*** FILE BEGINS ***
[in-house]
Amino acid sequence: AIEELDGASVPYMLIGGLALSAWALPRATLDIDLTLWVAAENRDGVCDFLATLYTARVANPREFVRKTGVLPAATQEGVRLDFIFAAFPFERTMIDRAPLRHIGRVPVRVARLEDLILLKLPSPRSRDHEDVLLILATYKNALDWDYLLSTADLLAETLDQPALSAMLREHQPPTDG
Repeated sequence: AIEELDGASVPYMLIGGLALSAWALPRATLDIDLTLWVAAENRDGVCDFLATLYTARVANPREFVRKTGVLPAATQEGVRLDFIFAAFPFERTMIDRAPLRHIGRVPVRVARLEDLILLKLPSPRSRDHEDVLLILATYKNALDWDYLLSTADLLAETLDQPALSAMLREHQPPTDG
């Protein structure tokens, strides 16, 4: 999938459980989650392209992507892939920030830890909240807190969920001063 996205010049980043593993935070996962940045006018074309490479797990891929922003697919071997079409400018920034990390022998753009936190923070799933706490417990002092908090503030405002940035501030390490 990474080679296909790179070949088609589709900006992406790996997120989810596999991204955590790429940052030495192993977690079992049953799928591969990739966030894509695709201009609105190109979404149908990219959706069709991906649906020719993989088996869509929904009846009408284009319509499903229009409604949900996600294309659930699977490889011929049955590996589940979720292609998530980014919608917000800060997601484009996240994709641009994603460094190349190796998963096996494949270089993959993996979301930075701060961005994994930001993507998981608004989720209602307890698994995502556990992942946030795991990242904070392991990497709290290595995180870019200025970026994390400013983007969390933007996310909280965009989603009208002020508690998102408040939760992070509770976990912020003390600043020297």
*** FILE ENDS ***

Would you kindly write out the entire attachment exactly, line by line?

[in-house]
Amino acid sequence: AIEELDGASVPYMLIGGLALSAWALPRATLDIDLTLWVAAENRDGVCDFLATLYTARVANPREFVRKTGVLPAATQEGVRLDFIFAAFPFERTMIDRAPLRHIGRVPVRVARLEDLILLKLPSPRSRDHEDVLLILATYKNALDWDYLLSTADLLAETLDQPALSAMLREHQPPTDG
Repeated sequence: AIEELDGASVPYMLIGGLALSAWALPRATLDIDLTLWVAAENRDGVCDFLATLYTARVANPREFVRKTGVLPAATQEGVRLDFIFAAFPFERTMIDRAPLRHIGRVPVRVARLEDLILLKLPSPRSRDHEDVLLILATYKNALDWDYLLSTADLLAETLDQPALSAMLREHQPPTDG
């Protein structure tokens, strides 16, 4: 999938459980989650392209992507892939920030830890909240807190969920001063 996205010049980043593993935070996962940045006018074309490479797990891929922003697919071997079409400018920034990390022998753009936190923070799933706490417990002092908090503030405002940035501030390490 990474080679296909790179070949088609589709900006992406790996997120989810596999991204955590790429940052030495192993977690079992049953799928591969990739966030894509695709201009609105190109979404149908990219959706069709991906649906020719993989088996869509929904009846009408284009319509499903229009409604949900996600294309659930699977490889011929049955590996589940979720292609998530980014919608917000800060997601484009996240994709641009994603460094190349190796998963096996494949270089993959993996979301930075701060961005994994930001993507998981608004989720209602307890698994995502556990992942946030795991990242904070392991990497709290290595995180870019200025970026994390400013983007969390933007996310909280965009989603009208002020508690998102408040939760992070509770976990912020003390600043020297």